On 19th April 2019, for the first time ever, a drone successfully delivered a donated kidney at the University of Maryland Medical Centre.
Some researchers, physicians and aviation engineering experts from the University of Maryland Medical Centre recently built the drone to send kidney to surgeons in the hospital. They designed the drone to monitor the organ in real time and send updates.
The kidney transplant was also successfully carried out on a 44-year-old patient who had been on dialysis for eight years.
Experts say the faster an organ is transplanted, the better it works. The transportation of the organ is one of the most complex and crucial parts of a transplant. Most times they deliver organs using chartered or commercial flights. But for the first time ever, the drone delivery took only about five minutes.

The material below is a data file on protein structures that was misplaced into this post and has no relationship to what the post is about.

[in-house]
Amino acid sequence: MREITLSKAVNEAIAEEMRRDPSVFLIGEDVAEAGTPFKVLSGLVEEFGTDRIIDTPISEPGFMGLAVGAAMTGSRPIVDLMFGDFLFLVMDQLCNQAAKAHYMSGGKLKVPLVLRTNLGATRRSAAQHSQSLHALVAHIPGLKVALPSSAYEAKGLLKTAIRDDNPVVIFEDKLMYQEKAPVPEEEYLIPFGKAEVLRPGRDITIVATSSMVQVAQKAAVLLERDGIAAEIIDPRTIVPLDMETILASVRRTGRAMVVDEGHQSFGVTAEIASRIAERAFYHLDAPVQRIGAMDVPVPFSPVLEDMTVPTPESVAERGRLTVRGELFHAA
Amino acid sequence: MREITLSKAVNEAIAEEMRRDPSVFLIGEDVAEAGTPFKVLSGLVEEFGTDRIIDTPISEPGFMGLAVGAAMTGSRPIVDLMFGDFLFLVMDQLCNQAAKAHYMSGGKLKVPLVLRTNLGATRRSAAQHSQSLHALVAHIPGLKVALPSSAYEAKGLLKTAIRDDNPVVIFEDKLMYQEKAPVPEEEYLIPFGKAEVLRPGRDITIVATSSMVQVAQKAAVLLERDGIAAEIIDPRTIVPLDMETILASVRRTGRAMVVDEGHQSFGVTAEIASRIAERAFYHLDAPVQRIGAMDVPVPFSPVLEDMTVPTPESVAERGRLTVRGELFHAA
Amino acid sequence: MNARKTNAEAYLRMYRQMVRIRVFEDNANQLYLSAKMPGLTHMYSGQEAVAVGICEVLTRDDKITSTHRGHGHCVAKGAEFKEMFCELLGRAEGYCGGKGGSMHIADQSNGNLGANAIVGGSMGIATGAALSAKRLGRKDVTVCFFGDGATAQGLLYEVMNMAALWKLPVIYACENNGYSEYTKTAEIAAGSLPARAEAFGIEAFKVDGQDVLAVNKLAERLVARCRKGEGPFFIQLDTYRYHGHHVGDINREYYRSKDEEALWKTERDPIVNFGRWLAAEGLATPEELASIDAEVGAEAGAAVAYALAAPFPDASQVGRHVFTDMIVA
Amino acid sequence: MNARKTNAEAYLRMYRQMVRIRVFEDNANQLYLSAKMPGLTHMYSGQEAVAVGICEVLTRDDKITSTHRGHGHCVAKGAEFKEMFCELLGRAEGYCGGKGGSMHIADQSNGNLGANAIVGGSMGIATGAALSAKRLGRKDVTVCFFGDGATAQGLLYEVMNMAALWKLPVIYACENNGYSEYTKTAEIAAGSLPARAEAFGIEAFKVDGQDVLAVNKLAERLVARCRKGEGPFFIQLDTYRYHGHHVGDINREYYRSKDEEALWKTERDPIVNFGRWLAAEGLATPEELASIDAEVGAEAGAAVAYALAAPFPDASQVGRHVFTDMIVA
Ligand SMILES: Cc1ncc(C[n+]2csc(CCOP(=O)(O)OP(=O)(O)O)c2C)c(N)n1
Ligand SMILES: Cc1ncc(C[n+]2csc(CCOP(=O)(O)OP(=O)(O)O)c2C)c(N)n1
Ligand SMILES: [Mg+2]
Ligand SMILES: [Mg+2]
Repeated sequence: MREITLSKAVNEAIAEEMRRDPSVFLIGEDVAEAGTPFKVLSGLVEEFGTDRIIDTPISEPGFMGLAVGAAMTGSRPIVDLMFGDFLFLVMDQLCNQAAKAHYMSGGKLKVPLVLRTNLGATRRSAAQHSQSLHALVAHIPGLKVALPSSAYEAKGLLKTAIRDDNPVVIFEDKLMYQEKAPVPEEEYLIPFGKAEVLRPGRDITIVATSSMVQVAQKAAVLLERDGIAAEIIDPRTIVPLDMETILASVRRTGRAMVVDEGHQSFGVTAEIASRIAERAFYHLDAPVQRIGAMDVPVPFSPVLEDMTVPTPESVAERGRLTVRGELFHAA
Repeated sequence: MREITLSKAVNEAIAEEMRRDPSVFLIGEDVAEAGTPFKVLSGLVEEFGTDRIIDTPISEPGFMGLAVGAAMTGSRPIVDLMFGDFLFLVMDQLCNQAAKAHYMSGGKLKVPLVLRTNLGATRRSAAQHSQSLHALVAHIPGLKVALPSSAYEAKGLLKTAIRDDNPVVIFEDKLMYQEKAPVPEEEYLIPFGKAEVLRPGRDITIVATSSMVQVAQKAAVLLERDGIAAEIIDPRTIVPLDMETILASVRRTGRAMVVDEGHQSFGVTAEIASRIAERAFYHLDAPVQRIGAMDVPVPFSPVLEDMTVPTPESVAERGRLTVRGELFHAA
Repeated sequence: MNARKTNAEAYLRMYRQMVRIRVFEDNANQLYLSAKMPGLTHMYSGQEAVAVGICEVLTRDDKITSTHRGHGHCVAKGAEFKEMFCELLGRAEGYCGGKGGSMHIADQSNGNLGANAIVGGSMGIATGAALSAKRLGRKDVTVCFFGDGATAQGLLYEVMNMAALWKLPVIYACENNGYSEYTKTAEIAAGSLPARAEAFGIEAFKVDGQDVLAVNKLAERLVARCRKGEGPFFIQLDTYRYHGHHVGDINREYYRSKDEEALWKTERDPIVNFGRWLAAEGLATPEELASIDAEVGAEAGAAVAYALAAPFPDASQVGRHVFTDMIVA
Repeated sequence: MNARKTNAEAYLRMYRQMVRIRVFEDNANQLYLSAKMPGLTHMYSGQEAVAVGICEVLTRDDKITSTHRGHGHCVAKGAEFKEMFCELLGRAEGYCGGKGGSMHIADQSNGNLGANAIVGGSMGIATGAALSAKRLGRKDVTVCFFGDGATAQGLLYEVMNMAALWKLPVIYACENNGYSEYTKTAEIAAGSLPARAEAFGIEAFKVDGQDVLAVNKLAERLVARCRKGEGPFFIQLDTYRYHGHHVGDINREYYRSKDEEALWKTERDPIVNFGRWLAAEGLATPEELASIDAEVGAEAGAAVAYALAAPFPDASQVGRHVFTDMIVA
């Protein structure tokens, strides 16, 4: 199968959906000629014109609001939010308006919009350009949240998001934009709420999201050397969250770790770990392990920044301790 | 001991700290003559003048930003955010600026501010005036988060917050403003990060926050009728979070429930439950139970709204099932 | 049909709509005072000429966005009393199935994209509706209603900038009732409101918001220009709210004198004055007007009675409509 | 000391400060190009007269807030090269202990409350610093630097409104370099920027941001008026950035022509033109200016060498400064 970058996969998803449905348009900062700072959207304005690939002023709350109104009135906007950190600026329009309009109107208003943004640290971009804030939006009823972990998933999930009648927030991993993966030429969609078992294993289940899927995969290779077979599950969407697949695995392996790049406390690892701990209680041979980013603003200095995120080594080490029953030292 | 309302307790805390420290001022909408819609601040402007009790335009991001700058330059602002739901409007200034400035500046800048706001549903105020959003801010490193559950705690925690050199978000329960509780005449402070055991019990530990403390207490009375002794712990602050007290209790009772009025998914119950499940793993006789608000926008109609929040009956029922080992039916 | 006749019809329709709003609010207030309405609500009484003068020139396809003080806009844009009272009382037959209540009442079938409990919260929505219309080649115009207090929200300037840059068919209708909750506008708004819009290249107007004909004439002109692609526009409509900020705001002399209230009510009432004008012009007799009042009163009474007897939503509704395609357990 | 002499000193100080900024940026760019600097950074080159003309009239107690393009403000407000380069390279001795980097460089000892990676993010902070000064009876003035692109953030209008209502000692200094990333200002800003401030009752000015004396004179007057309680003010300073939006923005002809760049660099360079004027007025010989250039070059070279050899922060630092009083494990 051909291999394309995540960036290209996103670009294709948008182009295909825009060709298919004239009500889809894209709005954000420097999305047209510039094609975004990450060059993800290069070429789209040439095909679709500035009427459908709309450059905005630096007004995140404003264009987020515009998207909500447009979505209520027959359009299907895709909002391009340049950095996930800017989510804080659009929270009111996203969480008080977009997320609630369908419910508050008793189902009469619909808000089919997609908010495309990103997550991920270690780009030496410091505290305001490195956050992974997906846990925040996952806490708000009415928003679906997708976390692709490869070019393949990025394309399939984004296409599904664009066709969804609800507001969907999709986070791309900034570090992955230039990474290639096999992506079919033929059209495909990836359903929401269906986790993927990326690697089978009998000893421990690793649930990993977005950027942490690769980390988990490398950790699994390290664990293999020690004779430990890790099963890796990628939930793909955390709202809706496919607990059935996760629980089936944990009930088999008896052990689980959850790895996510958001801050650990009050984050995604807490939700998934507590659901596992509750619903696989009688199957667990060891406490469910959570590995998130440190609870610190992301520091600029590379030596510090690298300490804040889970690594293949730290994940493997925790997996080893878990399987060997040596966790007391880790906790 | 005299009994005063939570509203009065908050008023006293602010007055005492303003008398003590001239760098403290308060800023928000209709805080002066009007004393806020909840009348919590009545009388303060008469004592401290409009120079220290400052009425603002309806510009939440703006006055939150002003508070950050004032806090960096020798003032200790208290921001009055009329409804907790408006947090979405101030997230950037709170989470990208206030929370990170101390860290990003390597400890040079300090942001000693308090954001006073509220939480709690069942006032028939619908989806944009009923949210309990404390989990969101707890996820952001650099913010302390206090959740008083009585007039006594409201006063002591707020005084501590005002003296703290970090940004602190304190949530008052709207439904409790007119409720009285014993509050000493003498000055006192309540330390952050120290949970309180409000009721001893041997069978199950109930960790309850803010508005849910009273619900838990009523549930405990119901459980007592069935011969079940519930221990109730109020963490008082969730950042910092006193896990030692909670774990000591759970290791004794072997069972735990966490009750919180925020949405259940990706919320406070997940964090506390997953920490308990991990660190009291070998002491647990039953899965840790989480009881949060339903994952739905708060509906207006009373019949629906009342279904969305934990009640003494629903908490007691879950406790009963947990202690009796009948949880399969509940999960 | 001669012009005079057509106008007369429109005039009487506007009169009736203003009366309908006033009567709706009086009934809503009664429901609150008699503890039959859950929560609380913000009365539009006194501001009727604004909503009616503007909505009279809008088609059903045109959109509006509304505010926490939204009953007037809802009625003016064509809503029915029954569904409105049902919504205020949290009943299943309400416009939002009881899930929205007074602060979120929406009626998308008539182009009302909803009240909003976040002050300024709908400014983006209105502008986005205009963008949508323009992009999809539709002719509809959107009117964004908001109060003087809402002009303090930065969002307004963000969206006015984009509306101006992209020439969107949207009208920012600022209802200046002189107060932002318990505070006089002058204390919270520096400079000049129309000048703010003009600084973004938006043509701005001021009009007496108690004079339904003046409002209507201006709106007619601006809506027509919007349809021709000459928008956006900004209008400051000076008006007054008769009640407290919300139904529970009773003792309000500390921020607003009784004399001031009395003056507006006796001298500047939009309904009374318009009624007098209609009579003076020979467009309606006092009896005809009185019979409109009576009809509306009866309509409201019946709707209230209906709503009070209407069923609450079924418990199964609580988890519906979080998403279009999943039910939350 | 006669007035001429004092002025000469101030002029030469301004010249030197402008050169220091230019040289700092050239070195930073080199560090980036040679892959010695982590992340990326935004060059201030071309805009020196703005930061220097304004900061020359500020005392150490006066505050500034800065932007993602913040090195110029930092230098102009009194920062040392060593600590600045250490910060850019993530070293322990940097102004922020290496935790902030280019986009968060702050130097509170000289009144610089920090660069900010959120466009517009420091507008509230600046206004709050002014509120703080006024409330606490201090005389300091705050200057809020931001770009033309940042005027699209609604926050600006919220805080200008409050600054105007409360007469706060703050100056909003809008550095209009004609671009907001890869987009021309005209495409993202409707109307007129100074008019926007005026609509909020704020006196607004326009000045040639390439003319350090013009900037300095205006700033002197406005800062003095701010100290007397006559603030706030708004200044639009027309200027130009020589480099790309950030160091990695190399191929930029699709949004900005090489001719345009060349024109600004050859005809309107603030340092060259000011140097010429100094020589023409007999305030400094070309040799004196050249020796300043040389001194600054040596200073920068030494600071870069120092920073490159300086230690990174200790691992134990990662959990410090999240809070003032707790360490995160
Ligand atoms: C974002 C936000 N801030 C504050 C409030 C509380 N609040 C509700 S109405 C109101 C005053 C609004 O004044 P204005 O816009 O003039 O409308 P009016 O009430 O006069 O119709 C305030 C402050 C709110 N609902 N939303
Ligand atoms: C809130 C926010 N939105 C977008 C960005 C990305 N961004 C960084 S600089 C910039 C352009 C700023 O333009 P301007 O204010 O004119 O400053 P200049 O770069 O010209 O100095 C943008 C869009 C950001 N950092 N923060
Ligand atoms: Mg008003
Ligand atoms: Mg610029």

Statistics by the United Network for Organ Sharing suggest that only about 1.5 per cent of donor organ shipments make it to their intended destinations. About four per cent of the deliveries also encounters over two hours of unexpected delays. Also, in 2018 alone, there were about 114,000 people on the organ transplant waiting list.
This first every drone delivery took years of research and tests. Experts built the first-ever specially designed high-tech apparatus for monitoring and maintaining a viable organ to support the technology. There have also been other similar ones before it but none of its kind. Before now, drones have transported saline, test tubes and other medical materials. On 26th March 2019, United Parcel Service (UPS) launched the first-ever blood sample-carrying drone.
The dean of the University of Maryland’s School of Engineering, Darryll J. Pines said the new ground-breaking technology has the potential to help widen the donor organ pool. It will also provide greater access to transplantation that will, in turn, enhance human life.